(Geneva) – The United Nations Human Rights Council has taken a crucial step to ensure that Venezuelan victims have access to justice and that those responsible for serious abuses are held accountable for their crimes, Human Rights Watch said today.
On September 27, 2019, the Human Rights Council adopted a resolution to create an independent fact-finding body to investigate extrajudicial executions, enforced disappearances, arbitrary arrests, torture, and other cruel, inhumane, or degrading treatment committed in Venezuela since 2014. The resolution was presented by the Lima Group – composed of states from the region including Argentina, Brazil, Canada, Chile, Colombia, Guatemala, Guyana, Honduras, Paraguay, and Peru. It was approved by a clear vote of 19 to 7.
“The creation of an independent investigative body to gather evidence of serious violations is an important step toward establishing responsibility for the horrendous suffering of the Venezuelan people since 2014,” said Jose Miguel Vivanco, Americas director at Human Rights Watch. “The action by the Human Rights Council sends a clear message to the Venezuelan authorities that they will eventually be held accountable for their crimes. This is a victory for victims, who are one step closer to seeing those responsible for years of abuse brought to justice.”
The Venezuelan government is conducting a brutal crackdown on dissent with arbitrary arrests, torture of opponents, and abusive policing practices, including extrajudicial killings. At the same time, the government is failing to address a devastating humanitarian emergency. The judiciary does not operate independently, and impunity for systematic violations is the norm. The result is a profound human rights crisis that has caused more than four million people to flee the country, the largest exodus in recent Latin American history.
The Human Rights Council resolution acknowledges the severity of Venezuela’s crisis and condemns human rights violations by the government of Nicolás Maduro in Venezuela. It creates an independent fact-finding mission tasked with documenting egregious abuses “with a view to ensuring full accountability for perpetrators and justice for victims.” The resolution calls on Venezuelan authorities to cooperate with the fact-finding mission, as well as with the UN experts whom they have agreed to allow into the country.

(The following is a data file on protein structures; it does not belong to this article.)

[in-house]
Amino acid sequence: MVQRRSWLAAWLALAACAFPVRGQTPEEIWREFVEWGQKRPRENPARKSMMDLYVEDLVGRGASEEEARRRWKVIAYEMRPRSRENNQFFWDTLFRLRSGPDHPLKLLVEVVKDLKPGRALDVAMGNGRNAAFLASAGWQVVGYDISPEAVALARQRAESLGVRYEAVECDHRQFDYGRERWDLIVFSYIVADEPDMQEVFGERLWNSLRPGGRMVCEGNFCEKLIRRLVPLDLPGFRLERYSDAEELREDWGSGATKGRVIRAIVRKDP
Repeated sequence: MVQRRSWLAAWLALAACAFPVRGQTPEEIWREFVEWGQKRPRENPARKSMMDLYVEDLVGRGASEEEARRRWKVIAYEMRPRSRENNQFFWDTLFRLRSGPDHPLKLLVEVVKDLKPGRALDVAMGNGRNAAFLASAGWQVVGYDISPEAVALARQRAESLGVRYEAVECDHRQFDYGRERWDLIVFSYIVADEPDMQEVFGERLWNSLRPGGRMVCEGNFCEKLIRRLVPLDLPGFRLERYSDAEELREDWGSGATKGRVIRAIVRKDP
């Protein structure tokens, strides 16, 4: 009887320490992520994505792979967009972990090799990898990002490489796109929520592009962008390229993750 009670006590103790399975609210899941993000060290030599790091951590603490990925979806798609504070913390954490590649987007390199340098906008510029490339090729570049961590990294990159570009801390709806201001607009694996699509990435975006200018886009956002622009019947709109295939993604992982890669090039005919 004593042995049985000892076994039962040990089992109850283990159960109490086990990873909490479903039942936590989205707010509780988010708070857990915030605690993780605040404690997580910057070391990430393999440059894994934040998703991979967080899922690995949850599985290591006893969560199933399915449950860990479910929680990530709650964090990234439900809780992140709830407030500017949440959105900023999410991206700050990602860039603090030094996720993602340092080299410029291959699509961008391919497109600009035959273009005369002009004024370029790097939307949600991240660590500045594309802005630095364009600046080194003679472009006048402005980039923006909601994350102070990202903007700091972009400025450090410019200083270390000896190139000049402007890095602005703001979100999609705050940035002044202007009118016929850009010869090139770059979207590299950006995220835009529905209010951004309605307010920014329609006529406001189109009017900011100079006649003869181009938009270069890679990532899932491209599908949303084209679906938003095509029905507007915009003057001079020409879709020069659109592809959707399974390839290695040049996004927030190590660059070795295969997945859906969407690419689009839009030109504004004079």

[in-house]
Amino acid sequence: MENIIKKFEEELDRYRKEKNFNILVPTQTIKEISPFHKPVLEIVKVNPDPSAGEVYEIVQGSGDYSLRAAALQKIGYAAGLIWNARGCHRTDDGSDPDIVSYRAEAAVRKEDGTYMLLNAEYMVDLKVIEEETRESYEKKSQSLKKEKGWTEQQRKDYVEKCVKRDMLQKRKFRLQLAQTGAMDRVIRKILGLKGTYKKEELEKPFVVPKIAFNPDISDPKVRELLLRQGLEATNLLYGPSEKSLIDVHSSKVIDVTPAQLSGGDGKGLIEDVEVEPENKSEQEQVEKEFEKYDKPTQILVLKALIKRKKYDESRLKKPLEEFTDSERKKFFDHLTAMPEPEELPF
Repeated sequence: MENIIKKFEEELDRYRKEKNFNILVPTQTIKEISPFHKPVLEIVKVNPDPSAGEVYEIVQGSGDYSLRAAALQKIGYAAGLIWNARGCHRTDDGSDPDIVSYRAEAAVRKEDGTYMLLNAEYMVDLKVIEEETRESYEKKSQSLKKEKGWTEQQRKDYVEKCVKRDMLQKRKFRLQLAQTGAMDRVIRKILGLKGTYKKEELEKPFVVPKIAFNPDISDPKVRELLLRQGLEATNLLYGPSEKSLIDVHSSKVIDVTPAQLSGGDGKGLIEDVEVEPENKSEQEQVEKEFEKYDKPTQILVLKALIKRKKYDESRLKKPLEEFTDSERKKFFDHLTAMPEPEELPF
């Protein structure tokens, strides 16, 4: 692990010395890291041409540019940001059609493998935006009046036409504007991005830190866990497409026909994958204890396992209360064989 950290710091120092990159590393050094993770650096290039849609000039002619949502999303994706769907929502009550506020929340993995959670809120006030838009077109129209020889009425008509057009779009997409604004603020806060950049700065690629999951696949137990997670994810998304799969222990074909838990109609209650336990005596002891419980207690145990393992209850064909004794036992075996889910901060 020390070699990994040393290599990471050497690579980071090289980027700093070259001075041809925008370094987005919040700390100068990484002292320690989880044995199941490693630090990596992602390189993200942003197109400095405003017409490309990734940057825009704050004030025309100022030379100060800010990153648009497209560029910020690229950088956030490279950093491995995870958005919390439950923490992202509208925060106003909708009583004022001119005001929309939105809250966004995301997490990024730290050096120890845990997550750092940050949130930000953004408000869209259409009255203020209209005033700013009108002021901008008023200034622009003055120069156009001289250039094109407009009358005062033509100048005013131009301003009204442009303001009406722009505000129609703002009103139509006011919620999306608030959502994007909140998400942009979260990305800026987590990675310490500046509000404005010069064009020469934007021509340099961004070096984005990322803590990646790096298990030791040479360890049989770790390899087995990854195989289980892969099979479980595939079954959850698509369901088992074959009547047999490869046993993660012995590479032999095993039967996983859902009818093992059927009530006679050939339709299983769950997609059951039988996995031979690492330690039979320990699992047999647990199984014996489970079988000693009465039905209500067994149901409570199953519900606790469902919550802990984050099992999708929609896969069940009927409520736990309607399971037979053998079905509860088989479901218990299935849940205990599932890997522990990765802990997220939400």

The council president will appoint the fact-finding mission and is to become operational immediately. The resolution authorizes the creation of a full commission of inquiry if Venezuelan authorities fail to meaningfully cooperate with the Office of the High Commissioner for Human Rights (OHCHR). An additional resolution, adopted by the Human Rights Council on September 26, with Venezuela’s support, commits Venezuela to provide the high commissioner with “unlimited access to all regions and detention centres” and facilitate a “permanent presence” of OHCHR in the country, and asks the high commissioner to report on investigations “to ensure the accountability of perpetrators and redress for victims.”
The fact-finding mission could complement other international avenues for accountability, Human Rights Watch said.
In February 2018, the International Criminal Court (ICC) prosecutor, Fatou Bensouda, announced the opening of a preliminary examination into the situation in Venezuela to determine whether a full investigation by the court is merited. In September 2018, the governments of Argentina, Canada, Chile, Colombia, Paraguay, and Peru asked the ICC prosecutor to investigate potential crimes against humanity in Venezuela since February 12, 2014. Costa Rica, France, and Germany later added their support to the submission.
The fact-finding mission should share information with the ICC prosecutor to assist in her evaluation of the situation in Venezuela. The fact-finding mission should support the Office of the Prosecutor’s efforts to the fullest extent possible, including by sharing relevant evidence, testimony, and other information collected and documented by the fact-finding mission, if the Office of the Prosecutor proceeds with a full investigation. This should include leads that would enable the prosecutor’s office to gather evidence that is admissible in court.
In addition, other countries could use the information that the fact-finding mission gathers and its analysis to support efforts, where consistent with domestic laws, to prosecute torture cases under the principle of universal jurisdiction.
“The Lima Group’s leadership has been critical to redoubling the pressure on Venezuelan authorities and to establishing this independent investigative body,” Vivanco said. “The message sent by the UN’s top human rights body makes it clear to Venezuela that if it doesn’t make good on its commitments and end abuses, the international community will take even stronger measures to hold those responsible to account.”